The Legislature has now killed six bills dealing with concealed weapons in their titles (previous dust-biters: HB 1108, HB 1183, HB 1206, and SB 162). Only two concealed weapons bills have survived: HB 1215, creating an enhanced concealed weapons permit, is headed for Senate committee, while the Governor has signed Senate Bill 12, making it easier for military spouses to get concealed weapons permits.

I cheer the Legislature's possibly growing willingness to say no to the NRA. Now how about developing the will to say yes to the NEA? The Legislature seems to have floated more bills to put guns in people's pockets than to put more money in teachers' pockets. Tell me, citizens, which problem seems to be more urgent in South Dakota: the inability of citizens to defend themselves with secretly carried deadly force, or the inability of teachers to make ends meet on South Dakota's barrel-bottom teacher pay?

22 comments

The Black Hills woman who led the fight to make animal cruelty a felony in South Dakota has won some national recognition. The Animal Legal Defense Fund has named Shari Crouch Kosel one of America's Top Ten Animal Defenders:

Shari Crouch Kosel and friend (photo from ALDF)

Shari Crouch Kosel and friend (photo from ALDF)

Shari Crouch Kosel is the co-founder and chair of South Dakotans Fighting Animal Cruelty Together (SDFACT). In 2008, Shari’s neighbor’s dog was tortured and murdered, which inspired Shari to begin a crusade for a felony penalty for animal cruelty at the state level. Years of letter writing, media outreach, and contacting legislators and law enforcement led to connections with advocates Sara Parker, Heidi Hunter, and Darci Adams. Together, they formed SDFACT, a small, grassroots nonprofit, whose sole mission was to pass felony-level penalties for animal cruelty.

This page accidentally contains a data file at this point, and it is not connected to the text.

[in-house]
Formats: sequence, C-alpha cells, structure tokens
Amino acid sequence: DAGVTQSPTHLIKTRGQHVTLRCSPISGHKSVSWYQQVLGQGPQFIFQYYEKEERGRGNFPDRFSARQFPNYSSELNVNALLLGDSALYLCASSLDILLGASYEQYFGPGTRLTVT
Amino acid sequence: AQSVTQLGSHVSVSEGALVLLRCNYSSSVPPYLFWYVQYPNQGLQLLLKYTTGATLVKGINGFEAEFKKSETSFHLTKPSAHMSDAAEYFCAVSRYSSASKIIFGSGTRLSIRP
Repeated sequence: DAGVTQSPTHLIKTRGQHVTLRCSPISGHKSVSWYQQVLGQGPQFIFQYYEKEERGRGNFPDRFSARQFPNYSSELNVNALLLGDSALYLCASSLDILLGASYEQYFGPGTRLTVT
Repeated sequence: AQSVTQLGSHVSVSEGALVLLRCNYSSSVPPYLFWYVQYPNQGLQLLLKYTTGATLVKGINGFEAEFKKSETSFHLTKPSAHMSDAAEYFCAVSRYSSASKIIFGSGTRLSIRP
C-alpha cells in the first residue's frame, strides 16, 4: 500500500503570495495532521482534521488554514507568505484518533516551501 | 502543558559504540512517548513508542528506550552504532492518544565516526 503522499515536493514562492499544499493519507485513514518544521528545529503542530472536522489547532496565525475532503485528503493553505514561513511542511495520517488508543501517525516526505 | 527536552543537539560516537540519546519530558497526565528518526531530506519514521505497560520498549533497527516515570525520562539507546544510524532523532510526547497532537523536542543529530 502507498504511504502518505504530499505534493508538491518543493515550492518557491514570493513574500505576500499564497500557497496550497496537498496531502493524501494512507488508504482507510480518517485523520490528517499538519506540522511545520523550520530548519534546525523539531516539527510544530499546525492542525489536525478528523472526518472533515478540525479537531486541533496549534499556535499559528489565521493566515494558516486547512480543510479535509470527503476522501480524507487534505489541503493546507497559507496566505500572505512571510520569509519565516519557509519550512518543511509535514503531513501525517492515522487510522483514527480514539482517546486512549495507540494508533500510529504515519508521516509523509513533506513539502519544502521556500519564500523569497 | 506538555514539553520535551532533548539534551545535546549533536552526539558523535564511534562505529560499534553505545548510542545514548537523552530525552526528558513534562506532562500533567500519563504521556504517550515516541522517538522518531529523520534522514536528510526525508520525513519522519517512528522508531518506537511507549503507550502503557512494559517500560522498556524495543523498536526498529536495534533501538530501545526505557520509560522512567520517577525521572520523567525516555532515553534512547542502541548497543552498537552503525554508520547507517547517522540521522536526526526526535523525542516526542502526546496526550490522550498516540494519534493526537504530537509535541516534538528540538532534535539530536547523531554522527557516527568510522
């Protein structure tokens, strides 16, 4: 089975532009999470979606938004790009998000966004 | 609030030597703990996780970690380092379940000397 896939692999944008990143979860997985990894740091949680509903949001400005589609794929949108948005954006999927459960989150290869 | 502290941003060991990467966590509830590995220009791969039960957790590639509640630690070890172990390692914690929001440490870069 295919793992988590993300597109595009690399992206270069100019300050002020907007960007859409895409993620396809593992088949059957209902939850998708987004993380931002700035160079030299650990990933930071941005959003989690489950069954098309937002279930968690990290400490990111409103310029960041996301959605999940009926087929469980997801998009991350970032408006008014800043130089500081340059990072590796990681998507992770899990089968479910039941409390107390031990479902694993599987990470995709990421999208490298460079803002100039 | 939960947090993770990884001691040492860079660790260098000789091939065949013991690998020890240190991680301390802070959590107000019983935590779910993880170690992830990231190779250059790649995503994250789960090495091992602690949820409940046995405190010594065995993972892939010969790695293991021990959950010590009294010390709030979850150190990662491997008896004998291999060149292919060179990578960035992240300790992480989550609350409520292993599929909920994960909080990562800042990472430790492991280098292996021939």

In 2013, SDFACT worked with the Senate Agriculture Committee, the state veterinarian, and other agricultural entities. Months of meetings and passionate discussions in 2014 led to an agreement: a felony bill was born. Ultimately, it gained wide support from all entities in the state. In large part thanks to Shari’s dedication and hard work, in 2014 South Dakota became the 50th and final state to make malicious animal cruelty a felony [link added; Animal Legal Defense Fund, profile of Shari Kosel, downloaded 2015.02.25].

Kosel is not out there advocating for voting rights for dogs. Neither are the other members of ALDF's Top Ten Animal Defenders. Far from fringe activists, the majority of the honorees are law enforcement officials, good public officials out there arresting and prosecuting animal abusers whose cruelty toward weaker four-leggeds demonstrates dangerous anti-social inclinations.

Congratulations, Shari! Keep up the good work!

6 comments